Tuesday, December 08, 2009
The other thing about Vonnegut that resonates with me, is that we ended up working for the same company [we’re both Scorpio’s as well] at one point in our respective careers. Vonnegut’s father grew up working in the arts and strongly advocated Kurt getting a degree that was a little more substantial. At one point he worked in public relations for one of the largest corporate conglomerates in the world... and I laugh at how horrible the fit probably was. I see that as a great work of satire in and of itself.
This brief interlude gives you an idea on where my headspace is coming from as I review this work, “A Man Without a Country”. The novel was published in 2005 when Vonnegut was 82 years old, and is a “collection of articles written over the last 5 years” since his previous published work, “God Bless You, Dr. Kevorkian,” published in 1999. Less than two years after “A Man Without a Country” was published, Vonnegut (God Bless him – ‘a joke, since Vonnegut was deeply Unreligious) passed at the ripe age of 84. So it goes.
Now that we have all that background stuff out of the way, let’s talk about the book. “A Man Without a Country” is filled with a bunch of world musings by Vonnegut. Most are the standard “humans killing the planet,” “the United States is hated by all with good reason”, “Politicians are idiots and the system breeds them that way,” etc. All this stuff resonates, and Vonnegut provides us with some great humour... but it’s the same shtick we’ve heard from everyone that has any intelligence whatsoever. However, there are little gems in here that maybe aren’t as common... such as a nice little portrayal of why Vonnegut wouldn’t order envelopes sent to his house (for his manuscripts), but would rather walk to the store and interact with people and the world in general. It’s true that lots of us have lost this – we lose a lot of valuable life by absorbing ourselves in virtual worlds. And as Vonnegut said, we’re supposed to be dancing animals.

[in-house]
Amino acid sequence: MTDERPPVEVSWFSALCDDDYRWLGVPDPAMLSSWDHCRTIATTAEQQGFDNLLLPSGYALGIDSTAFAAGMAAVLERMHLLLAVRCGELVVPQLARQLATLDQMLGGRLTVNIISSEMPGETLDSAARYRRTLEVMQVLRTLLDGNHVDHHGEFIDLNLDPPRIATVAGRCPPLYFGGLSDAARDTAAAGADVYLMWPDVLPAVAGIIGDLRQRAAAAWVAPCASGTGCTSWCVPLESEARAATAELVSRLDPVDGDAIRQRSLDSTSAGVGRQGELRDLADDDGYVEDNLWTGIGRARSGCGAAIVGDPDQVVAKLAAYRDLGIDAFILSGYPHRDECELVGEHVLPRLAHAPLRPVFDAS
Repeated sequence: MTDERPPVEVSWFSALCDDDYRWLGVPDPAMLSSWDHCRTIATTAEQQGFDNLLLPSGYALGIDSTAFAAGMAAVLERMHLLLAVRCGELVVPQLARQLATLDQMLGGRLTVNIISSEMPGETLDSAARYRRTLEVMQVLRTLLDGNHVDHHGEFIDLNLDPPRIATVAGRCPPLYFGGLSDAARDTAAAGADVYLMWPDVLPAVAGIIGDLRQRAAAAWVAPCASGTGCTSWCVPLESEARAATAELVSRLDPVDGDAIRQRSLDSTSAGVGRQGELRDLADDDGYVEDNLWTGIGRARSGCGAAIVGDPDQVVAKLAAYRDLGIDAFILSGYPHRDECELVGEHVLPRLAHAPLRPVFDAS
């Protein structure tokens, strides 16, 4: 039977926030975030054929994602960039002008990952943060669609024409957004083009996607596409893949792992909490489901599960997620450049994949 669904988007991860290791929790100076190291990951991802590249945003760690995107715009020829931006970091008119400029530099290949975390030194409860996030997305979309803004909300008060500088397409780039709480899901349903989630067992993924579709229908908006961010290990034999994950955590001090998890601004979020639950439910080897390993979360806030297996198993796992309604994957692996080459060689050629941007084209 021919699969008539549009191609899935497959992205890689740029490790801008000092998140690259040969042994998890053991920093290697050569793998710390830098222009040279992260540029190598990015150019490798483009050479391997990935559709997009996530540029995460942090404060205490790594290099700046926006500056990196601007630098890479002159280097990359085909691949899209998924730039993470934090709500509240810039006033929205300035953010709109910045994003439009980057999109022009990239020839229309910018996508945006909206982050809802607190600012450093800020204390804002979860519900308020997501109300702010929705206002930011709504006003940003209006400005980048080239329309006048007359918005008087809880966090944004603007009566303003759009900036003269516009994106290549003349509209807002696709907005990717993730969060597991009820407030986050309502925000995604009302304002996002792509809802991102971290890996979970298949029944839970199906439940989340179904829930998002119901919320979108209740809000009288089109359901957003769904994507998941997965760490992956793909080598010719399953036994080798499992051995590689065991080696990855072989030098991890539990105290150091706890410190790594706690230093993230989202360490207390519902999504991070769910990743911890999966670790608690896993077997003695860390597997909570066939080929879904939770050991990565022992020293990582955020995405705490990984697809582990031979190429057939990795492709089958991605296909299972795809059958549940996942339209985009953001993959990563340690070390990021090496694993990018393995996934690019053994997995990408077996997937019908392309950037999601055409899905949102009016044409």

The one thing that stands out to me in the old age of Vonnegut, is that he’s given up. He declares that we’re already doomed and there is nothing we can do about it anymore. This may be true... but you don’t start revolutions by telling people they will fail. We probably will, but Gandhi didn’t tell Indians that they should just give up their salt and play by the rules. My intention is not to compare Gandhi to Vonnegut by any means, but I would think that someone on the edge of his life would be more concerned with making a difference than telling people things are hopeless.
That being said, I enjoyed the book for what it was – it had some good satirical points by commenting on what we’ve done to society and the world, but it didn’t suggest ways to improve things or introduce any new concepts. For Vonnegut, I found this book to be a bit “tired”, and that left some sort of negative undertone on the book for me as a whole. That being said, I’m glad I read it and there are things about it that I hope will stick with me as I go about my life until my own... “so it goes”.